5. ^ Singer, AJ; McCracken, G; Henry, MC; Thode HC, Jr; Cabahug, CJ (September 1996). "Correlation among clinical, laboratory, and hepatobiliary scanning findings in patients with suspected acute cholecystitis.". Annals of Emergency Medicine 28 (3): 267–72.  
  6. ^ a b "Cholecystitis". Mayo Clinic. Mayo Clinic. 28 August 2014. Retrieved 13 November 2014. 
  7. ^ Barie PS. Acalculous and postoperative cholecystitis. In: Surgical intensive care, Barie PS, Shires GT. (Eds), Little Brown & Co, Boston 1993. p.837.
  8. ^ Savoca PE, Longo WE, Zucker KA, et al. The increasing prevalence of acalculous cholecystitis in outpatients. Results of a 7-year study. Ann Surg 1990; 211:433.
  9. ^ a b Makino I, Yamaguchi T, Sato N, Yasui T, Kita I; Yamaguchi; Sato; Yasui; Kita (August 2009). "Xanthogranulomatous cholecystitis mimicking gallbladder carcinoma with a false-positive result on fluorodeoxyglucose PET". World J. Gastroenterol. 15 (29): 3691–3.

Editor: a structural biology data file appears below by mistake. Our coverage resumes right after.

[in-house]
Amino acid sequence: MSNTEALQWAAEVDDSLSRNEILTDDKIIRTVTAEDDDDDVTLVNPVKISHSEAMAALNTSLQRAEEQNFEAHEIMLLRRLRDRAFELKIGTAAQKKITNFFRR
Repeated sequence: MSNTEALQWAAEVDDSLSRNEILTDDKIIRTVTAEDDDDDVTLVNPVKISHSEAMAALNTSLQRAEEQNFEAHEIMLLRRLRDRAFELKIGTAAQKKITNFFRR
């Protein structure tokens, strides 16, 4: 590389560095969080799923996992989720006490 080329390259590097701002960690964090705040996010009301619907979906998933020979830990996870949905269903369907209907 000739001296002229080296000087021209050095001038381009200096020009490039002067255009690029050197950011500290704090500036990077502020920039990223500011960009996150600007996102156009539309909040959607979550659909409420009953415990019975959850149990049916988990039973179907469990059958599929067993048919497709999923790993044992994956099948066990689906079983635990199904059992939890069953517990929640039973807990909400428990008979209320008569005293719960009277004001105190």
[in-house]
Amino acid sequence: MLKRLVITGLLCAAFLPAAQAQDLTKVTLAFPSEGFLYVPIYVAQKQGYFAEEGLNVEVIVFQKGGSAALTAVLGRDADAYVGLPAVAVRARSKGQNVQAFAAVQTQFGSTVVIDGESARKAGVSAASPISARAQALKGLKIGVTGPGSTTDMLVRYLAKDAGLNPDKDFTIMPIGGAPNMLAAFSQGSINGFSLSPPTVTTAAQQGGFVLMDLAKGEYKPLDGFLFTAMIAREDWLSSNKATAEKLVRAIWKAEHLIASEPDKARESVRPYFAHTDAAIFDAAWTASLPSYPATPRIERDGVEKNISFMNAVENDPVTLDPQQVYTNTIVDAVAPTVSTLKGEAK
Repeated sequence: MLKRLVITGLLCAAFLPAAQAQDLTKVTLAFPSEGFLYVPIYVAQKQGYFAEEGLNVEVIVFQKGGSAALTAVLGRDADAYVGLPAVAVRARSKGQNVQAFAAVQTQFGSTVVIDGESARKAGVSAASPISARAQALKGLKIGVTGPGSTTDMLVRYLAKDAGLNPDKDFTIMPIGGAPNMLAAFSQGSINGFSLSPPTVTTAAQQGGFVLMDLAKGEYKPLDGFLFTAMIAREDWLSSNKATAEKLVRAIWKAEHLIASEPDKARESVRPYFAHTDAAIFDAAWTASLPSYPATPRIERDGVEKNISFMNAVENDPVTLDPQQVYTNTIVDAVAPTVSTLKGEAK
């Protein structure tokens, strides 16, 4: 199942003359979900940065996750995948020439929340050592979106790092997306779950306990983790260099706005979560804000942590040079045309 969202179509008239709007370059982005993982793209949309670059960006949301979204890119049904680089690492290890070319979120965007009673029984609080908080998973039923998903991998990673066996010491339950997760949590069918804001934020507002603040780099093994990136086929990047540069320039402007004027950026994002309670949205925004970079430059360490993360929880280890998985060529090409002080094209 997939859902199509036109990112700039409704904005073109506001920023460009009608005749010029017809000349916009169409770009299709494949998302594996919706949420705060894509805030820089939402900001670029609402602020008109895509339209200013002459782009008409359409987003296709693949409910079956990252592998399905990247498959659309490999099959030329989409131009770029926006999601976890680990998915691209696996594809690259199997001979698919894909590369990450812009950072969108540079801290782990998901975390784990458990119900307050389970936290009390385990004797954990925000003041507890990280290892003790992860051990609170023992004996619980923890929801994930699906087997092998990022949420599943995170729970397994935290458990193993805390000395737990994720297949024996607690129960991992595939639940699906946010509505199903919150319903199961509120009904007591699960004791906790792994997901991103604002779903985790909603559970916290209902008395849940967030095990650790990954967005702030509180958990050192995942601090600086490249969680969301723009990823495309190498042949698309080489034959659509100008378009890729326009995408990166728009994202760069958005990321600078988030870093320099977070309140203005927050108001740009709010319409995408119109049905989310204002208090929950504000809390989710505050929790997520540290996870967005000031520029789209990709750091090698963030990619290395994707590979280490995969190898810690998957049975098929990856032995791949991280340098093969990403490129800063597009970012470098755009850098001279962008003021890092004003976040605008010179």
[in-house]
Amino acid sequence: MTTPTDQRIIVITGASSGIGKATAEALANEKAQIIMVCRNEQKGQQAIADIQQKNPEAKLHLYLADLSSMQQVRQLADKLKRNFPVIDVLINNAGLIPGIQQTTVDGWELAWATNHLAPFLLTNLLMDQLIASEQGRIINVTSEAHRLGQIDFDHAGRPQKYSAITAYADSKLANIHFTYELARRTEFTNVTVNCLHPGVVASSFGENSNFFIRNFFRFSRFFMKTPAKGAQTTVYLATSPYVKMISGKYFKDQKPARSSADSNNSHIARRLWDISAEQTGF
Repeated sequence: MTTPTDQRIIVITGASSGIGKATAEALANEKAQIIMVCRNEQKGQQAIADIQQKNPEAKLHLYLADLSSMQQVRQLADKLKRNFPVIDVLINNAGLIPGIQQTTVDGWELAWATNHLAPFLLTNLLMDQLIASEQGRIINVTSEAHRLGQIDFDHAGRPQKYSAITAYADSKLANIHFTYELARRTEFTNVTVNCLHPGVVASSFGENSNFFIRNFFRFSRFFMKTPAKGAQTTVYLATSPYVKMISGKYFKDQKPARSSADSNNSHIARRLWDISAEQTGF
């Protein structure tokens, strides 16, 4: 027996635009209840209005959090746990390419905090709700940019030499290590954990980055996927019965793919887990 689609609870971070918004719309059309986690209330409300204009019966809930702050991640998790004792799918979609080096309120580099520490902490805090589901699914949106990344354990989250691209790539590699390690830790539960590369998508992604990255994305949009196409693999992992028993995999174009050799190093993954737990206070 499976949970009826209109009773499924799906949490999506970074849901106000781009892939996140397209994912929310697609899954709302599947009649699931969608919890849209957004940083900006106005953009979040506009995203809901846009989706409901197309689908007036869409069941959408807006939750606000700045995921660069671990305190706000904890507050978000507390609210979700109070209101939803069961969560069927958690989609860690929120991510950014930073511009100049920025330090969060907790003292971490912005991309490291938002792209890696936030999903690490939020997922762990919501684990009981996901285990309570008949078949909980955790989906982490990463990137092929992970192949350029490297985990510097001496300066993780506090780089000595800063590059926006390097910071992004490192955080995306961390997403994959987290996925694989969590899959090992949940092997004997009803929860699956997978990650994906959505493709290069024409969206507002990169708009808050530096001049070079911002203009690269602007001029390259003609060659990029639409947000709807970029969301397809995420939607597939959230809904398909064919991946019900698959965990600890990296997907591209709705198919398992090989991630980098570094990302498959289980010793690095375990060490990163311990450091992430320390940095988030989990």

10. ^ Rao RV, Kumar A, Sikora SS, Saxena R, Kapoor VK; Kumar; Sikora; Saxena; Kapoor (2005). "Xanthogranulomatous cholecystitis: differentiation from associated gall bladder carcinoma". Trop Gastroenterol 26 (1): 31–3.  
  11. ^ McCoy JJ, Vila R, Petrossian G, McCall RA, Reddy KS; Vila; Petrossian; McCall; Reddy (March 1976). "Xanthogranulomatous cholecystitis. Report of two cases". J S C Med Assoc 72 (3): 78–9.  
  12. ^ Shea JA, Berlin JA, Escarce JJ, Clarke JR, Kinosian BP, Cabana MD, Tsai WW, Horangic N, Malet PF, Schwartz JS; Berlin; Escarce; Clarke; Kinosian; Cabana; Tsai; Horangic; Malet; Schwartz (November 1994). "Revised estimates of diagnostic test sensitivity and specificity in suspected biliary tract disease". Arch. Intern. Med. 154 (22): 2573–81.  
  13. ^ Fink-Bennett D, Freitas JE, Ripley SD, Bree RL; Freitas; Ripley; Bree (August 1985). "The sensitivity of hepatobiliary imaging and real-time ultrasonography in the detection of acute cholecystitis". Arch Surg 120 (8): 904–6.